At Commtract, our community of experts are the lifeblood of our business. One initiative we are taking on is featuring more of our experts to showcase their unique talent, ready to be engaged on our marketplace!
We interviewed public affairs expert, Deborah Chan – keep on reading to find out all about her!
1. What are you famous for?
Connecting the dots. I watched a documentary on the 1978 Jonestown Massacre recently and resolved never to say, “Don’t drink the Kool-Aid”, again. But, it is an important principle. Businesses need to objectively consider how their key messages will be perceived and received by external audiences. My job is to connect the dots between organisational strategy and the external environment. To make sure communication objectives and messages are relevant, timely, and enjoy a happy landing.
2. I got into communications etc. because….
I like helping individuals and organisations become all they can be and obtain the recognition they deserve. At the end of the day, it’s not about me. It’s about the client and promoting their success. I also love finding creative and clever ways to promote a brand.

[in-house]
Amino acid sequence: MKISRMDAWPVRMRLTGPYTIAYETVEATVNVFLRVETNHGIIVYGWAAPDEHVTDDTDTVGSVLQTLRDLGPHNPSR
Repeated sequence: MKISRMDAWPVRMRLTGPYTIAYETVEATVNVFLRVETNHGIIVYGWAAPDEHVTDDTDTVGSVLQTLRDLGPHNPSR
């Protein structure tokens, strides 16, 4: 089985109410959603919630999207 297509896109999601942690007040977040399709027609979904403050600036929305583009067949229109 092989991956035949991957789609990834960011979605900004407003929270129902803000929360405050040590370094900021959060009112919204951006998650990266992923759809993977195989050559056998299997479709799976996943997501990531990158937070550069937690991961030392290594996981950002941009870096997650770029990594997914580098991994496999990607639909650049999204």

3. You have extensive experience working with government bodies, especially in your stint for the Federal Government as Assistant Health Minister. What were some of the major projects you were across, and your major learnings that have helped you become the comms professional you are today?
In Government, one of my areas was organ and tissue donation. From memory, the Organ and Tissue Authority (OTA) was the only agency in my brief with a solid annual communication strategy. It’s easy to spend most of your time in the reactive zone, especially in politics! But, without a strategy, supported by individual communication plans, it’s impossible to achieve long-term objectives.
Honest messaging is another thing. (I know, it sounds ridiculous in politics). But, once a press release came across my desk and the lead paragraph was obviously designed to distract the media from a negative outcome in the health portfolio. Journalists see through spin. If it’s bad news, own it, and tell people how you’re going to fix it.
4. Any advice for communications professionals looking to enter government relations/public affairs/public policy?
Do it. Politics and policy is FUN. You get to work on a broad range of issues, meet some magnificent public servants, political staffers, and politicians, and make a difference. But be warned, it’s hard to come down from. Life will never be the same.
5. Who is/has been a great mentor to you and why?
My managers at Johnson & Johnson had a profound influence on me. I’m still in touch with one of them. Under their guidance, I learned the importance of collaboration, strategic planning, and being proactive rather than reactive during a crisis.
6. If I weren’t doing this for a living, I’d be:
On the stage – the theatre is my happy place.